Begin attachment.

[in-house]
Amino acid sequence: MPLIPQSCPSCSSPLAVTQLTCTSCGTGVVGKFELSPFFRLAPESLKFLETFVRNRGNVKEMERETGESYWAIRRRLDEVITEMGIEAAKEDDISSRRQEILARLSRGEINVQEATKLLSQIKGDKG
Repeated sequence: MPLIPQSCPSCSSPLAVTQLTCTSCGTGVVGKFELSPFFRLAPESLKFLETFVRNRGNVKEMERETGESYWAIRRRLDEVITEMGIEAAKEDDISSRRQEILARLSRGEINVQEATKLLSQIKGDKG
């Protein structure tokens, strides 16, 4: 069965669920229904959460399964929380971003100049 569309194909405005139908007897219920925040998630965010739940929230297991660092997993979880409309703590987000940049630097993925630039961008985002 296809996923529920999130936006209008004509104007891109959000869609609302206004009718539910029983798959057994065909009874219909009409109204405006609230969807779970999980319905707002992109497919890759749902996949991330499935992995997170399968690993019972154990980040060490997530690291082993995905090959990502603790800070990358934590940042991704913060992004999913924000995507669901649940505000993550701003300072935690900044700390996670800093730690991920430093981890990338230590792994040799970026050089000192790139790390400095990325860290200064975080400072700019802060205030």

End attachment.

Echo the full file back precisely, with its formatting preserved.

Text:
[in-house]
Amino acid sequence: MPLIPQSCPSCSSPLAVTQLTCTSCGTGVVGKFELSPFFRLAPESLKFLETFVRNRGNVKEMERETGESYWAIRRRLDEVITEMGIEAAKEDDISSRRQEILARLSRGEINVQEATKLLSQIKGDKG
Repeated sequence: MPLIPQSCPSCSSPLAVTQLTCTSCGTGVVGKFELSPFFRLAPESLKFLETFVRNRGNVKEMERETGESYWAIRRRLDEVITEMGIEAAKEDDISSRRQEILARLSRGEINVQEATKLLSQIKGDKG
């Protein structure tokens, strides 16, 4: 069965669920229904959460399964929380971003100049 569309194909405005139908007897219920925040998630965010739940929230297991660092997993979880409309703590987000940049630097993925630039961008985002 296809996923529920999130936006209008004509104007891109959000869609609302206004009718539910029983798959057994065909009874219909009409109204405006609230969807779970999980319905707002992109497919890759749902996949991330499935992995997170399968690993019972154990980040060490997530690291082993995905090959990502603790800070990358934590940042991704913060992004999913924000995507669901649940505000993550701003300072935690900044700390996670800093730690991920430093981890990338230590792994040799970026050089000192790139790390400095990325860290200064975080400072700019802060205030």